Osteoporosis Medications Can Cause Bone Fractures
Most of us have seen those television advertisements: Sally Field romping with her dog while saving her bones by taking a drug that prevents bone loss in people who suffer with osteoporosis. But the latest news released by the U.S. Food and Drug Administration, warns taking these drugs called Bisphosphonates might not be worth the risk. In fact, the government agency says it will now require Bisphosphonate manufacturers which include the popular drugs Fosamax, Boniva and Actonel -- to make it clear to patients that the use of these drugs can actually raise the risk of rare thigh bone fractures, and of osteonecrosis of the jaw; a painful bone deterioration.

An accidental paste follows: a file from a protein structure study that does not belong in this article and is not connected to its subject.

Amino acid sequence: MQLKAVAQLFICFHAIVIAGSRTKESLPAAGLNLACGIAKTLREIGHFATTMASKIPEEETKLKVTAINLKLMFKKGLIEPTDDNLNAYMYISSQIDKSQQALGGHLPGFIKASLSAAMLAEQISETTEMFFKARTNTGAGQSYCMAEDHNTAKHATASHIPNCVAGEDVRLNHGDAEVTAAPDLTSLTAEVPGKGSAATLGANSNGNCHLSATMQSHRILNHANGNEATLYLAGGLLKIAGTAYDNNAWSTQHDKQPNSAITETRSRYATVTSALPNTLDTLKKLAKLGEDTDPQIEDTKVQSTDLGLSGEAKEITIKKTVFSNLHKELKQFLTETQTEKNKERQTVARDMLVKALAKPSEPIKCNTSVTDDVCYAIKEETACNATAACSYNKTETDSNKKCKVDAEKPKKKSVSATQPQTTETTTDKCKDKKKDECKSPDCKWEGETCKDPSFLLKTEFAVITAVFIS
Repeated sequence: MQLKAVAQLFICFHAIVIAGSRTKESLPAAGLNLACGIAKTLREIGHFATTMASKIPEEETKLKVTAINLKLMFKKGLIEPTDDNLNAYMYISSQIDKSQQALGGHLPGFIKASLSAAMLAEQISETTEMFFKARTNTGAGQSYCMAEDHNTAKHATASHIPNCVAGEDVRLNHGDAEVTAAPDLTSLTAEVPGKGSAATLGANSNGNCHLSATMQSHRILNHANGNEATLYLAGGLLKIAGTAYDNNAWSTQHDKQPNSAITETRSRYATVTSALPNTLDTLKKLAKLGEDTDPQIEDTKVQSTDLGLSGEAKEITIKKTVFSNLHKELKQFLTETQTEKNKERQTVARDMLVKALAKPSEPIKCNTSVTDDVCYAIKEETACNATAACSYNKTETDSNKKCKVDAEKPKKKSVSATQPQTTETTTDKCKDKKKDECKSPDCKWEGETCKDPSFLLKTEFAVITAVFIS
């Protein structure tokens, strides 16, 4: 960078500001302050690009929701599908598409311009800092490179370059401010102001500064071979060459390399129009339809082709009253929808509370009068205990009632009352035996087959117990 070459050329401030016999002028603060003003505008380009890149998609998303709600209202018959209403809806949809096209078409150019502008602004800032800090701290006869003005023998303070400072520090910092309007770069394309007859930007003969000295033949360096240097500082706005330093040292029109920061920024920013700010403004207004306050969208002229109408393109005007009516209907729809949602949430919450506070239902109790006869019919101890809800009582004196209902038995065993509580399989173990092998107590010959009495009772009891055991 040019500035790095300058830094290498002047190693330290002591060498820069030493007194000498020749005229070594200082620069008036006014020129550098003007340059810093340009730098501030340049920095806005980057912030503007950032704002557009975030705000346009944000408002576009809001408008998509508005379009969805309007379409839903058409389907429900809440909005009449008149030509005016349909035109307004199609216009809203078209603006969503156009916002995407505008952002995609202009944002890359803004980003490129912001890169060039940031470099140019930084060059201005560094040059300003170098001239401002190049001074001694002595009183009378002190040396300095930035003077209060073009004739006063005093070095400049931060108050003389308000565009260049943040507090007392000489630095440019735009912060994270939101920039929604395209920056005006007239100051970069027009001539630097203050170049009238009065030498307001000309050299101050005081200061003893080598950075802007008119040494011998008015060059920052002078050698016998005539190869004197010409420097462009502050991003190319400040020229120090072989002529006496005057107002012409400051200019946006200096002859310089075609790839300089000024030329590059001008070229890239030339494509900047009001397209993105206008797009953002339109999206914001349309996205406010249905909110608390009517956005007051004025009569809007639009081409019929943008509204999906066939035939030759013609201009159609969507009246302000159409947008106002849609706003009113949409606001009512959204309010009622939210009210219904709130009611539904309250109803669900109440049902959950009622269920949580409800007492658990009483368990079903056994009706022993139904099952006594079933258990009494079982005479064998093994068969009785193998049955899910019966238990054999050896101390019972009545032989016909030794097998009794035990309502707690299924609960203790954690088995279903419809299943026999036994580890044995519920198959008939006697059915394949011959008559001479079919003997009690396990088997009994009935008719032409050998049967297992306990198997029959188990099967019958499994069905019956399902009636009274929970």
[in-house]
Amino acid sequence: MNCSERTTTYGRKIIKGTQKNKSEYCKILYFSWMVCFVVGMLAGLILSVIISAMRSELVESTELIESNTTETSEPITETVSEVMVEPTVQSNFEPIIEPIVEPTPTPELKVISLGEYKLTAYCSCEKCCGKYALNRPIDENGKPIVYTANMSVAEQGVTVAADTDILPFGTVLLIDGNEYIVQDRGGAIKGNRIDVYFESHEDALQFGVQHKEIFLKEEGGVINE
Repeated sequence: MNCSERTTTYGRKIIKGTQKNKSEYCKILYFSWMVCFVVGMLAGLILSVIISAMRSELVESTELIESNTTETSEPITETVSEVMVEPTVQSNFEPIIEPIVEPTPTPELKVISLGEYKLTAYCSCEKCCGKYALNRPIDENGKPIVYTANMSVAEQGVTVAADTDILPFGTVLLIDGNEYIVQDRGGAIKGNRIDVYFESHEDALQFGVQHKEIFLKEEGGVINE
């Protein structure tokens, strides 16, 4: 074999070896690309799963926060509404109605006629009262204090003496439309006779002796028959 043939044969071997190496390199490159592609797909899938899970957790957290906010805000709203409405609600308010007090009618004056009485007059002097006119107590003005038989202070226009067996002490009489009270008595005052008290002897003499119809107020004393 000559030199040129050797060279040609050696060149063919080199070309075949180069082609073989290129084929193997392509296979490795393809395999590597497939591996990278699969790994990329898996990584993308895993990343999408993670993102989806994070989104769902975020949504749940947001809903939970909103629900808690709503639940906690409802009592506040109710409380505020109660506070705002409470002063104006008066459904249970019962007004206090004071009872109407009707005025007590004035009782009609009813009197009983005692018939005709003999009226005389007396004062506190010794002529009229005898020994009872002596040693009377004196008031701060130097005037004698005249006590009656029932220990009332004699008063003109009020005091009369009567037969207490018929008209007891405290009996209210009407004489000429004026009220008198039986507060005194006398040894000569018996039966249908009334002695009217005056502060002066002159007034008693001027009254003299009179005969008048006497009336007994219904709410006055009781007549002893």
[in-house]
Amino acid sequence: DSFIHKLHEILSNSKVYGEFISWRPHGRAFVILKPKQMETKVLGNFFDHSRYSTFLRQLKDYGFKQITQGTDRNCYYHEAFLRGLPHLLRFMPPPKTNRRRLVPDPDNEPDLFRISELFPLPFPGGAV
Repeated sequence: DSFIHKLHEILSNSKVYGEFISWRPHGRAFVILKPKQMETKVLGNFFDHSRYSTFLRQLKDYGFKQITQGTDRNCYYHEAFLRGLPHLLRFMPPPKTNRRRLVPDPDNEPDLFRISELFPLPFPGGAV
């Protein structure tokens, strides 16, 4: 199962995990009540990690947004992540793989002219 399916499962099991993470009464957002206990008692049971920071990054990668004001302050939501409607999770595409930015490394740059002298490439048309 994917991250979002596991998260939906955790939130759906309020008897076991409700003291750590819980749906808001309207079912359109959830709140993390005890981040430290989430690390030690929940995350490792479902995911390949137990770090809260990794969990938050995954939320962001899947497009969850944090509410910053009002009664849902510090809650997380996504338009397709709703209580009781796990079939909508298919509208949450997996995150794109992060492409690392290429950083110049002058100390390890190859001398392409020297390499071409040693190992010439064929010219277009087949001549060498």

The new labeling rules come only a few months after the FDA announced it was studying the possibility of a connection. Although they havent cemented the link conclusively, they have discovered that the majority of people who have experienced the rare thigh bone fracture were taking Bisphosphonates for at least five years "The FDA is continuing to evaluate data about the safety and effectiveness of Bisphosphonates when used long-term for osteoporosis treatment," Sandra Kweder, of the FDA's Center for Drug Evaluation and Research, said in an agency press release. "In the interim, it's important for patients and healthcare professionals to have all the safety information available when determining the best course of treatment for osteoporosis." But before patients decide to stop taking the drugs, the FDA advises speaking with the doctor. Its especially important to consult a physician if Bisphosphonate users experience any thigh or groin pain.